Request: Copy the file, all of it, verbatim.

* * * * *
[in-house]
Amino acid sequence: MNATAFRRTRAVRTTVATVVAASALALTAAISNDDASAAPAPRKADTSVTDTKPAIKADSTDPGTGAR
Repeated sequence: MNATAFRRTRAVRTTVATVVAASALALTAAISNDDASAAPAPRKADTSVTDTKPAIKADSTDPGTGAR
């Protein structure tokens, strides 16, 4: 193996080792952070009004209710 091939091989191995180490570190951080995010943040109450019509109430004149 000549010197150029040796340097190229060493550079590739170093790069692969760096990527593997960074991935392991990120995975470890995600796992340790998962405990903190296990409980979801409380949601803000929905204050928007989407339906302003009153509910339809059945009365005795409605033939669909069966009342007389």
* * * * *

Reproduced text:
[in-house]
Amino acid sequence: MNATAFRRTRAVRTTVATVVAASALALTAAISNDDASAAPAPRKADTSVTDTKPAIKADSTDPGTGAR
Repeated sequence: MNATAFRRTRAVRTTVATVVAASALALTAAISNDDASAAPAPRKADTSVTDTKPAIKADSTDPGTGAR
């Protein structure tokens, strides 16, 4: 193996080792952070009004209710 091939091989191995180490570190951080995010943040109450019509109430004149 000549010197150029040796340097190229060493550079590739170093790069692969760096990527593997960074991935392991990120995975470890995600796992340790998962405990903190296990409980979801409380949601803000929905204050928007989407339906302003009153509910339809059945009365005795409605033939669909069966009342007389």